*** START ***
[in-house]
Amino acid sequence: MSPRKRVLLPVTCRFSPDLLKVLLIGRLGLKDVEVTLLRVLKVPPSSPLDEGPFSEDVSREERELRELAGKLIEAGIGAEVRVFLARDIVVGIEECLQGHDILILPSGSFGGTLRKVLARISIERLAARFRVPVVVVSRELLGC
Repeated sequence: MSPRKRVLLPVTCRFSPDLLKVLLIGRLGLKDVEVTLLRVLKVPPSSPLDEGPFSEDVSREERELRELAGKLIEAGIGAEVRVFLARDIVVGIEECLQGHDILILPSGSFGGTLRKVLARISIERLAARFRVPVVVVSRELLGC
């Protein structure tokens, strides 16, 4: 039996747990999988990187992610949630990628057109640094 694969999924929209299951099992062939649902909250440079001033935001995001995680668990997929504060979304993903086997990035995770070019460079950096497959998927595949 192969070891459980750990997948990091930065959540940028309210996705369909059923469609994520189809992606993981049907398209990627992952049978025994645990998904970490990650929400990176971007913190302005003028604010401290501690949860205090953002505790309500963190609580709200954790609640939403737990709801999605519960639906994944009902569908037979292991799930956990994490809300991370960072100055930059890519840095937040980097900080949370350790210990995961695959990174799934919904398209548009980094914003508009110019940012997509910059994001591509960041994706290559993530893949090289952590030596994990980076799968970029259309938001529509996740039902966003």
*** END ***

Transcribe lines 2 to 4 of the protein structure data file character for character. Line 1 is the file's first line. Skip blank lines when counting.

Amino acid sequence: MSPRKRVLLPVTCRFSPDLLKVLLIGRLGLKDVEVTLLRVLKVPPSSPLDEGPFSEDVSREERELRELAGKLIEAGIGAEVRVFLARDIVVGIEECLQGHDILILPSGSFGGTLRKVLARISIERLAARFRVPVVVVSRELLGC
Repeated sequence: MSPRKRVLLPVTCRFSPDLLKVLLIGRLGLKDVEVTLLRVLKVPPSSPLDEGPFSEDVSREERELRELAGKLIEAGIGAEVRVFLARDIVVGIEECLQGHDILILPSGSFGGTLRKVLARISIERLAARFRVPVVVVSRELLGC
């Protein structure tokens, strides 16, 4: 039996747990999988990187992610949630990628057109640094 694969999924929209299951099992062939649902909250440079001033935001995001995680668990997929504060979304993903086997990035995770070019460079950096497959998927595949 192969070891459980750990997948990091930065959540940028309210996705369909059923469609994520189809992606993981049907398209990627992952049978025994645990998904970490990650929400990176971007913190302005003028604010401290501690949860205090953002505790309500963190609580709200954790609640939403737990709801999605519960639906994944009902569908037979292991799930956990994490809300991370960072100055930059890519840095937040980097900080949370350790210990995961695959990174799934919904398209548009980094914003508009110019940012997509910059994001591509960041994706290559993530893949090289952590030596994990980076799968970029259309938001529509996740039902966003």